Artist Runar (R.G.) Rodell had a very special talent for creating windows into wildlife — moments frozen in time behind glass and populated with lifelike creations, colorful landscapes, and backgrounds that recede far into the distance. From Jan. 29 to June 4, the Phippen Museum, 4701 N. Highway 89, will feature a collection of Rodell’s pieces in an exhibit titled, Arizonarama.

Rodell lived in Prescott and was most famous for his unique three-dimensional dioramas depicting native wildlife and recreational scenes, according to a news release. In his lifetime (1898-1983), he painted, carved and framed nearly five-thousand unique, handmade pieces.

Rodell began by painting a background in oil that he placed in a deep wooden carved frame. Then he added carved figures of animals, birds, people and vegetation. He then applied plaster, which he specially treated for the artwork, and finally the frame was covered with glass. The effect was like looking through a window into another world.

Rodell’s creations are collected throughout the United States and Europe, and among his collectors when he was living were actor Bob Hope and President Ronald Reagan. In fact, they were in such demand by art collectors and sportsmen in this country and abroad that he couldn’t keep up with the orders, the release stated.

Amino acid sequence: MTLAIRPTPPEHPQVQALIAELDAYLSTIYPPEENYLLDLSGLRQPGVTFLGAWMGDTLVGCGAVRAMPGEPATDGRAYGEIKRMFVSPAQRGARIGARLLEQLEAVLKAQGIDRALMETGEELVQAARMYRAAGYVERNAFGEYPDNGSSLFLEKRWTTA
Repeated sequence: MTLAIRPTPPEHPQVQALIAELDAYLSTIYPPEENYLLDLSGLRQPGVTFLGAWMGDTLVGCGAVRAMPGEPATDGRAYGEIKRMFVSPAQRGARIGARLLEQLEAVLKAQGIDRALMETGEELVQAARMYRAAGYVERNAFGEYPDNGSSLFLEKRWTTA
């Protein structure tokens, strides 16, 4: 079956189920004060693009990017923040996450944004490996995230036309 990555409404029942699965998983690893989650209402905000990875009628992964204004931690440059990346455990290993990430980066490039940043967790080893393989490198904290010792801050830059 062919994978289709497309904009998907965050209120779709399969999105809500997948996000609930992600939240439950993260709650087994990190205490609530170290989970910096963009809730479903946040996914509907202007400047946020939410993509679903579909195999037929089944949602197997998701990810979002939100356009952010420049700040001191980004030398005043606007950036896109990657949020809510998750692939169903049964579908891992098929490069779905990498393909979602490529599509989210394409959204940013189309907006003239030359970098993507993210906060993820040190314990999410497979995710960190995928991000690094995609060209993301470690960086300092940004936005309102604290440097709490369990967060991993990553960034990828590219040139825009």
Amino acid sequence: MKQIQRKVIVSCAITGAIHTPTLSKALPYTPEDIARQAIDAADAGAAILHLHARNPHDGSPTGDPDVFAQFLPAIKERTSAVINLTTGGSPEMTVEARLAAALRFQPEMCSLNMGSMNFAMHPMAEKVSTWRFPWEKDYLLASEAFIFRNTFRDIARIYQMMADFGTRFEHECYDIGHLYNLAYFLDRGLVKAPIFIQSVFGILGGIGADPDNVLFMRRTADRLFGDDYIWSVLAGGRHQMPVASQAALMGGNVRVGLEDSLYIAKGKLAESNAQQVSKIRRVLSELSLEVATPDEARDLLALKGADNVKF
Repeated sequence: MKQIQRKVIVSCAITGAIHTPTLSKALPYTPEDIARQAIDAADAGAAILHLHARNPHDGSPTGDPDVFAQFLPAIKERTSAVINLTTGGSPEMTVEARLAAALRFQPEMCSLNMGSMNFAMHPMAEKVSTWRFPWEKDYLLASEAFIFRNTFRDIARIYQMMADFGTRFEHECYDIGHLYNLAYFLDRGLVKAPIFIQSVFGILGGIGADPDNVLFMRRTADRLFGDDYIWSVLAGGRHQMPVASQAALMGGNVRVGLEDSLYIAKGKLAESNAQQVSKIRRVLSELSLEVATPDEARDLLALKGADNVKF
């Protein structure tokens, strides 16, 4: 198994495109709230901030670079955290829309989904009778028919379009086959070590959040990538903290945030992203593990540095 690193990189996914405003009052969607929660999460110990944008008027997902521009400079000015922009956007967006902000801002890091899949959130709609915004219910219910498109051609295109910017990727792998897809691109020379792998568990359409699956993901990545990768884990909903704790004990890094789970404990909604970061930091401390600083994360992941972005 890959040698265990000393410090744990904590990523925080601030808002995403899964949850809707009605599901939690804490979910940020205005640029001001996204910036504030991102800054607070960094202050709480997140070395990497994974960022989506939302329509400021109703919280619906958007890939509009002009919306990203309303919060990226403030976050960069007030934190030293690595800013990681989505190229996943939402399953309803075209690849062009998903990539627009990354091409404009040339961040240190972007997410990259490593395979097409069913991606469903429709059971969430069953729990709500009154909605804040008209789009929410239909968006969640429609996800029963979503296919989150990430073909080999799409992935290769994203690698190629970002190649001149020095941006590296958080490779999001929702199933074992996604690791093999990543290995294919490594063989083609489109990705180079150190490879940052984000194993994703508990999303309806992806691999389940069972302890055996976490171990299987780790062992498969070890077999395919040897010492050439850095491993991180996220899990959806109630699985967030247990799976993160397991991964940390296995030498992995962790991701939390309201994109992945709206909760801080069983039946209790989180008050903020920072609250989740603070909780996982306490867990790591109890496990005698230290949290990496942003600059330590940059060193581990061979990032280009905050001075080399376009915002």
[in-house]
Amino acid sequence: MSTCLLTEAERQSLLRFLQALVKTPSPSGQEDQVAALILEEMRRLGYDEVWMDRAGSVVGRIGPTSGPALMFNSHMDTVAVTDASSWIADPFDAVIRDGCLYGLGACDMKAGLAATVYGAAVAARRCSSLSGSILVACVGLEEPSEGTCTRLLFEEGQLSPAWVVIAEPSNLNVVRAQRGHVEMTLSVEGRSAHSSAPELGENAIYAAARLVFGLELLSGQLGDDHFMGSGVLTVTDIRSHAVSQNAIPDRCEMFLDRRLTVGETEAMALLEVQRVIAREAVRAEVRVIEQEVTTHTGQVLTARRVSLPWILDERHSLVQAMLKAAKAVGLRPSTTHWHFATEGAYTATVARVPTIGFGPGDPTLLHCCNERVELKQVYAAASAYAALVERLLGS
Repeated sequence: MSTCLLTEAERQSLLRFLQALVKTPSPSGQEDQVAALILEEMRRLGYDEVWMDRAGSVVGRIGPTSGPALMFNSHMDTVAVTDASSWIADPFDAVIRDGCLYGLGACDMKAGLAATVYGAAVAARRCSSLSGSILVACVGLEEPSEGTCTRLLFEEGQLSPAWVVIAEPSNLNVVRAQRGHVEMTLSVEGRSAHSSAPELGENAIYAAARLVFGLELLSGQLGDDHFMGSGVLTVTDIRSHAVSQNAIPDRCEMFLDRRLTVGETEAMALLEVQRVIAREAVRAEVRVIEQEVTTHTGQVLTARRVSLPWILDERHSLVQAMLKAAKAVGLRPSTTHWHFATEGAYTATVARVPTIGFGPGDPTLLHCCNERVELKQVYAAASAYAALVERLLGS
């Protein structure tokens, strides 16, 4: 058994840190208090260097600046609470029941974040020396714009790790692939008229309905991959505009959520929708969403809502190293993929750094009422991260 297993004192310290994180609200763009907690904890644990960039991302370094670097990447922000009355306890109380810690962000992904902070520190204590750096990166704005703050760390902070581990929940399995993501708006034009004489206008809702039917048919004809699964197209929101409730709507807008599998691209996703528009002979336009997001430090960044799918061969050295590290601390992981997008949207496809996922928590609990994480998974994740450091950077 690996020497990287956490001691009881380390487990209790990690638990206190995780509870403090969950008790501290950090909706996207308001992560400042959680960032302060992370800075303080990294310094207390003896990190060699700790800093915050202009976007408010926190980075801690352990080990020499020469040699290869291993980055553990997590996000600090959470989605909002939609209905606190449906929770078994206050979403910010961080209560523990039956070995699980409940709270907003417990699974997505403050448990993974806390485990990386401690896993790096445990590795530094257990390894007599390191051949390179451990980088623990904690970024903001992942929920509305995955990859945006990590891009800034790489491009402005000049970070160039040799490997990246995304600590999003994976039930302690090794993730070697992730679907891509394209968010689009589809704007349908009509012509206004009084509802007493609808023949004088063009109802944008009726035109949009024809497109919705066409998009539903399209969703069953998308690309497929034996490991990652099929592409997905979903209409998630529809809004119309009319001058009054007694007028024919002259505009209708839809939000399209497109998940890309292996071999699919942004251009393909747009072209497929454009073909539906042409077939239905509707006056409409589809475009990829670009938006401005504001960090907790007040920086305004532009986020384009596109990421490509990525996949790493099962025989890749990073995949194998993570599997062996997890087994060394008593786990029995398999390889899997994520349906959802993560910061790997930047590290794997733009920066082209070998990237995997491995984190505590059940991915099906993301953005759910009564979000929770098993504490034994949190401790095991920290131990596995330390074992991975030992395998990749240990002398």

But his largest work was created for the Salt River Project in Phoenix. In fact, it was eventually so big that a huge hole had to be cut from his studio wall to remove the piece. Another large piece, The Big 10, was created for Rodell’s personal doctor, Dr. Marlowe, and was eventually donated to the Arizona Pioneer Home in Prescott.

While he was alive, “Rodee” (as he was known to his friends) had a special fondness for the old Pine Cone Inn on White Spar Road. His home and studio were just across the street, and he could be found most nights of the week enjoying a glass of port with friends. And for many years after his death, a good friend and bartender from the Pine Cone Inn, Benny Alaska, would visit his resting place every year to pour a bottle of Rodee’s favorite port on his grave.

General admission is $12 for adults, $10 for AAA/seniors and veterans, $6 for students with ID, and free for Phippen members and children 12 and younger.

For additional information on this or other events at the Phippen Museum, please call 928-778-1385, or visit

Information provided by the Phippen Museum.

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